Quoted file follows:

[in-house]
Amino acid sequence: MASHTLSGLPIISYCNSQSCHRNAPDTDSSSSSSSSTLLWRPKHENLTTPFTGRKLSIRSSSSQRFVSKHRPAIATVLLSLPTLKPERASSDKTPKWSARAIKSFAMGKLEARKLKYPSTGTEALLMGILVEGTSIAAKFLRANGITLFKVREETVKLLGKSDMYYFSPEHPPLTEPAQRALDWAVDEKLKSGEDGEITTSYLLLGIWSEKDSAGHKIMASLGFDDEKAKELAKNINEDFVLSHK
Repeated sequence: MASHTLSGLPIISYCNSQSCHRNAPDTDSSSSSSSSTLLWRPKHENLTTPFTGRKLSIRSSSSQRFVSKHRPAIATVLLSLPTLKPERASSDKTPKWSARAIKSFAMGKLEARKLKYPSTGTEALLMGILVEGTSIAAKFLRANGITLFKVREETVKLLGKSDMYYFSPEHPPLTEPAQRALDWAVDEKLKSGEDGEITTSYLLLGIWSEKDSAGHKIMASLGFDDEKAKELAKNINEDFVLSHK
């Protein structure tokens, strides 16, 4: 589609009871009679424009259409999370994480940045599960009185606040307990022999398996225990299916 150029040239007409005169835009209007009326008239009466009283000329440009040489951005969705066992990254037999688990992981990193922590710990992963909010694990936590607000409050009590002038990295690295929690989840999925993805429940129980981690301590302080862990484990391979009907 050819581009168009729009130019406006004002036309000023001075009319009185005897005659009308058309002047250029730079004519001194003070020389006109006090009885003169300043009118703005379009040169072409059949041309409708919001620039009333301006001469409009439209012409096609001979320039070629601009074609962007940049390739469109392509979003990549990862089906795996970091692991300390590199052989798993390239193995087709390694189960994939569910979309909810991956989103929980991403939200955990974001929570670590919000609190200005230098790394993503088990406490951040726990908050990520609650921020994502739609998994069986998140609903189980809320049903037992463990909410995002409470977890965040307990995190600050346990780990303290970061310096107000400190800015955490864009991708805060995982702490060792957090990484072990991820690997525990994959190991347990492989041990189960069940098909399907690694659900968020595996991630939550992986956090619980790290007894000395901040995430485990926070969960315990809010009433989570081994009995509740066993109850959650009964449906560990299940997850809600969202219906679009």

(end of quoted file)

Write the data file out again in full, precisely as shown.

[in-house]
Amino acid sequence: MASHTLSGLPIISYCNSQSCHRNAPDTDSSSSSSSSTLLWRPKHENLTTPFTGRKLSIRSSSSQRFVSKHRPAIATVLLSLPTLKPERASSDKTPKWSARAIKSFAMGKLEARKLKYPSTGTEALLMGILVEGTSIAAKFLRANGITLFKVREETVKLLGKSDMYYFSPEHPPLTEPAQRALDWAVDEKLKSGEDGEITTSYLLLGIWSEKDSAGHKIMASLGFDDEKAKELAKNINEDFVLSHK
Repeated sequence: MASHTLSGLPIISYCNSQSCHRNAPDTDSSSSSSSSTLLWRPKHENLTTPFTGRKLSIRSSSSQRFVSKHRPAIATVLLSLPTLKPERASSDKTPKWSARAIKSFAMGKLEARKLKYPSTGTEALLMGILVEGTSIAAKFLRANGITLFKVREETVKLLGKSDMYYFSPEHPPLTEPAQRALDWAVDEKLKSGEDGEITTSYLLLGIWSEKDSAGHKIMASLGFDDEKAKELAKNINEDFVLSHK
């Protein structure tokens, strides 16, 4: 589609009871009679424009259409999370994480940045599960009185606040307990022999398996225990299916 150029040239007409005169835009209007009326008239009466009283000329440009040489951005969705066992990254037999688990992981990193922590710990992963909010694990936590607000409050009590002038990295690295929690989840999925993805429940129980981690301590302080862990484990391979009907 050819581009168009729009130019406006004002036309000023001075009319009185005897005659009308058309002047250029730079004519001194003070020389006109006090009885003169300043009118703005379009040169072409059949041309409708919001620039009333301006001469409009439209012409096609001979320039070629601009074609962007940049390739469109392509979003990549990862089906795996970091692991300390590199052989798993390239193995087709390694189960994939569910979309909810991956989103929980991403939200955990974001929570670590919000609190200005230098790394993503088990406490951040726990908050990520609650921020994502739609998994069986998140609903189980809320049903037992463990909410995002409470977890965040307990995190600050346990780990303290970061310096107000400190800015955490864009991708805060995982702490060792957090990484072990991820690997525990994959190991347990492989041990189960069940098909399907690694659900968020595996991630939550992986956090619980790290007894000395901040995430485990926070969960315990809010009433989570081994009995509740066993109850959650009964449906560990299940997850809600969202219906679009």